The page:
Detroit bankruptcy plan includes deep pension cuts
Detroit’s plan to emerge from bankruptcy this year largely hinges on significant cuts to city workers’ pensions and retiree health benefits — actions vehemently fought by public employee unions — as well as decreased payments to bondholders, according to a blueprint filed Friday to restructure the city’s $18-billion debt.
Although the employee cuts were largely expected after U.S. District Court Judge Steven Rhodes found in December that Detroit was eligible for bankruptcy protection, Detroit’s bankruptcy plan is being closely watched by other financially troubled cities around the country also struggling with underfunded pension plans. And, setting up a potential court battle between major stakeholders, creditors complained that the plan unfairly favors city workers because it is “politically popular.”
For some retirees, the plan brought the news they have feared most.
“They might as well just go and shoot me,” said Donald Smith, 69, who worked for the city as a parking enforcement officer and receiving clerk for 29 years and gets about $850 a month in pension payments. “I already have to make choices between food and medicine. I don’t know what I’m going to do.”
In the plan, which probably will be amended in the weeks ahead, police, firefighters and those departments’ retirees will take a 10% cut to their current pension payment. The pensions of all other city employees and retirees will be cut more than three times as much: 34%. Neither group will receive cost of living adjustments in the future.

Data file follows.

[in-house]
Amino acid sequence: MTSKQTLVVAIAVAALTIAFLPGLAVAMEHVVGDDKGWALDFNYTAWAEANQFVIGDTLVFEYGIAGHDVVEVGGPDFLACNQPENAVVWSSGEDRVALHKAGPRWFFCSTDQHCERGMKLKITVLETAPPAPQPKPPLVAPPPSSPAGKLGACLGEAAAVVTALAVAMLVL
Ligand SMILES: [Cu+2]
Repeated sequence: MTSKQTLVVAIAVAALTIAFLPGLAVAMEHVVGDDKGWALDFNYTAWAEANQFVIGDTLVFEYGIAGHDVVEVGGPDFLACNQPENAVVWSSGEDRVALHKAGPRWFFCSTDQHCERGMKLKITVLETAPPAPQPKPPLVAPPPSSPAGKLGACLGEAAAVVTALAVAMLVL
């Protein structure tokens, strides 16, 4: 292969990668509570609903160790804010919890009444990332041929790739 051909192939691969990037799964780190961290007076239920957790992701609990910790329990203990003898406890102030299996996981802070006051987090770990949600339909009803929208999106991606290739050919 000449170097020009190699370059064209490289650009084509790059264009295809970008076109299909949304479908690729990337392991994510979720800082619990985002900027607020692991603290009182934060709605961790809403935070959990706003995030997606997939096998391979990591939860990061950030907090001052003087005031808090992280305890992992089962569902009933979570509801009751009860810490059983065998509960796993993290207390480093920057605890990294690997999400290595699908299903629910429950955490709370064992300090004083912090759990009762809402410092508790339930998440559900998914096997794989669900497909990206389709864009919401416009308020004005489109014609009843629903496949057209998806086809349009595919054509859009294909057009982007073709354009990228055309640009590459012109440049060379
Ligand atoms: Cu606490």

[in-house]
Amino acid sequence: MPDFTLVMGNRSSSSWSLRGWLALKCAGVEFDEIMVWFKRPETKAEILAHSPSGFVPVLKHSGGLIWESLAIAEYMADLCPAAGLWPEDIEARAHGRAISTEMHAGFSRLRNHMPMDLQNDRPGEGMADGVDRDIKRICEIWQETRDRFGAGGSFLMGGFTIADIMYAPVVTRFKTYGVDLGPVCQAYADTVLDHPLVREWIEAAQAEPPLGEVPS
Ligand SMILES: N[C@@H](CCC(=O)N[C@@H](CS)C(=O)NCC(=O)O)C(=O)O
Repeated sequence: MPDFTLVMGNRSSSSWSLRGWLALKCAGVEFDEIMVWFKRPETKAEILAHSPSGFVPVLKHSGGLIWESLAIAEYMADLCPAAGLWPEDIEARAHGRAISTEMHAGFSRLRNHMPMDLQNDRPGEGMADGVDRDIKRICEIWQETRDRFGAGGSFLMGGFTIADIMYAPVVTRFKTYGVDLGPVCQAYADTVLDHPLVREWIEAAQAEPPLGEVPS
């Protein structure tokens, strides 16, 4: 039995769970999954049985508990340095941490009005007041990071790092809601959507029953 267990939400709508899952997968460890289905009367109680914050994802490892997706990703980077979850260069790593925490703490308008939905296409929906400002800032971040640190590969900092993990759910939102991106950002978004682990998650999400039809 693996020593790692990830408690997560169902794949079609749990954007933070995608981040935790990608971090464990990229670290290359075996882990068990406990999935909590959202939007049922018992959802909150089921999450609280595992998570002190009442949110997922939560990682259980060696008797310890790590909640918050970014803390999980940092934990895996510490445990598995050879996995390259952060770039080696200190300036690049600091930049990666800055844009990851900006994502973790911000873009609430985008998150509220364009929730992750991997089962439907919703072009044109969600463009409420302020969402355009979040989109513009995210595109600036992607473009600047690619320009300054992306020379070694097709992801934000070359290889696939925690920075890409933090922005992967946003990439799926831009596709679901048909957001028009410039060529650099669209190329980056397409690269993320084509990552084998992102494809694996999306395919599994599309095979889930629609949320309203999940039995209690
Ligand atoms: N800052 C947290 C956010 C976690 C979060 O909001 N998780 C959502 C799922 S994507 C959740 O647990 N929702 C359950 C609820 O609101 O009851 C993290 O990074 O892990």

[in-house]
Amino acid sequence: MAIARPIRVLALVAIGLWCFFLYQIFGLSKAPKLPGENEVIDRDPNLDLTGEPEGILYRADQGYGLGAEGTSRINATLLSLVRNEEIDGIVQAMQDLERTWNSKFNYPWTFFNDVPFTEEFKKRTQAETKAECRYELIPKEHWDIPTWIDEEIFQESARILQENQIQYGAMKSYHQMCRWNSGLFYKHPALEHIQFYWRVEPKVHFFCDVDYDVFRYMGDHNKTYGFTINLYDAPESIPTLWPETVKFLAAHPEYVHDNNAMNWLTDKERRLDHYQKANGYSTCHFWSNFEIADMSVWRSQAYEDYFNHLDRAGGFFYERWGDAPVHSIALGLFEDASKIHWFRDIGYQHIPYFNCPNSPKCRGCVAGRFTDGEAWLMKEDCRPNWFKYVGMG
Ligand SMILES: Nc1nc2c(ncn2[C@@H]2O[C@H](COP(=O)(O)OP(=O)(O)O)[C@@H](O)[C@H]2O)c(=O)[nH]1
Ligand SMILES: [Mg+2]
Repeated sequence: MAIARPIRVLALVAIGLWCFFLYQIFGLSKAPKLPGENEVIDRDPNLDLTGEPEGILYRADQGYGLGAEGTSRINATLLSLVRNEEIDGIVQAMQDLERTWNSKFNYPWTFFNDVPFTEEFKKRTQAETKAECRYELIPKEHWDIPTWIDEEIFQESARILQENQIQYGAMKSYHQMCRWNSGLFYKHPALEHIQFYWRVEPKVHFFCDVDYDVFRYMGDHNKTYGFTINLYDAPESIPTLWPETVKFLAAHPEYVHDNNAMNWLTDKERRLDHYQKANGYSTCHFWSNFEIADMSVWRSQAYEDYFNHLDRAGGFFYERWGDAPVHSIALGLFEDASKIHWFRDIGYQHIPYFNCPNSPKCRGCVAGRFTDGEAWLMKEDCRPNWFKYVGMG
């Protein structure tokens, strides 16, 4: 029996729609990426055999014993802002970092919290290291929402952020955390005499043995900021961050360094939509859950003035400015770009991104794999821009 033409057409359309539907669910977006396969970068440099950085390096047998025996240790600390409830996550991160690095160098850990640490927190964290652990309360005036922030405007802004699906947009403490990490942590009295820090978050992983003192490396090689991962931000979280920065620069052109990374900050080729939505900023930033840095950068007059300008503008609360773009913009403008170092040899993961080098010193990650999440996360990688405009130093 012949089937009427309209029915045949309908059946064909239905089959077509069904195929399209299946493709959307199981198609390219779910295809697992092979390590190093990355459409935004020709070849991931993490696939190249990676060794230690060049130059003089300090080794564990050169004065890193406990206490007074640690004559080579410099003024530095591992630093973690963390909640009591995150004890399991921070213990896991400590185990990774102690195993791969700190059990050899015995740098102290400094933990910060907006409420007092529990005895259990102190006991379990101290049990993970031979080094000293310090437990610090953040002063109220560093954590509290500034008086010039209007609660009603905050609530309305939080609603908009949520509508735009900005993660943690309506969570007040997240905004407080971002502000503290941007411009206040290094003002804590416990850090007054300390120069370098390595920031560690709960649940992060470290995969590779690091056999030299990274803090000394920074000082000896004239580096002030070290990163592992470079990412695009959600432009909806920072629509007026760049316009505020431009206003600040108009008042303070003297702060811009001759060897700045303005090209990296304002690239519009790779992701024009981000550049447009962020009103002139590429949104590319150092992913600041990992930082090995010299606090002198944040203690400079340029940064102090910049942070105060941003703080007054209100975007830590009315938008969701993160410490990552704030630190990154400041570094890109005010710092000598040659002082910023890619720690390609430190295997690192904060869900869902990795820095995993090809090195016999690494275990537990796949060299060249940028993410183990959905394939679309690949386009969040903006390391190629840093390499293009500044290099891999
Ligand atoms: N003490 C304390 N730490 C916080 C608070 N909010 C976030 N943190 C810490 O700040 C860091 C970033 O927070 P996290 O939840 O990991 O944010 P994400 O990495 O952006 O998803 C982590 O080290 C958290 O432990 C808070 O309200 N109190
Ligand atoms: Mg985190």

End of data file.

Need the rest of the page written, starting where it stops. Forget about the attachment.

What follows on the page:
The city says pension plans are underfunded by $3.5 billion, though unions dispute that number.
Bondholders can expect to receive about 20 cents on the dollar.
The plan treats pension holders better than bondholders in part because of $700 million from foundations and the state of Michigan that could be used to bolster the pension funds. That could create problems in court, said George South, a partner at DLA Piper in New York.
“There is still much work in front of us to continue the recovery from a decades-long spiral,” Detroit Emergency Manager Kevyn Orr said in a statement. “We must move swiftly to emerge from bankruptcy so that the financial distress harming the city can end.”
Michigan Gov. Rick Snyder also praised the plan and the work of Orr, whom he appointed. “Detroit’s comeback is underway,” he said in a statement.
The plan also sets aside $1.5 billion over the next decade for Detroit to provide basic services to residents, attract new residents and businesses, reduce crime and demolish blighted properties.
Unions immediately decried the bankruptcy blueprint.
“The plan is unfair and unacceptable,” Al Garrett, president of the Michigan branch of the American Federation of State and Municipal Employees, said in a statement Friday. “Retirees cannot survive these drastic cuts.”
Many city employees maintain that pensions are protected under the Michigan Constitution, and that the state must chip in to make sure pensioners are made whole.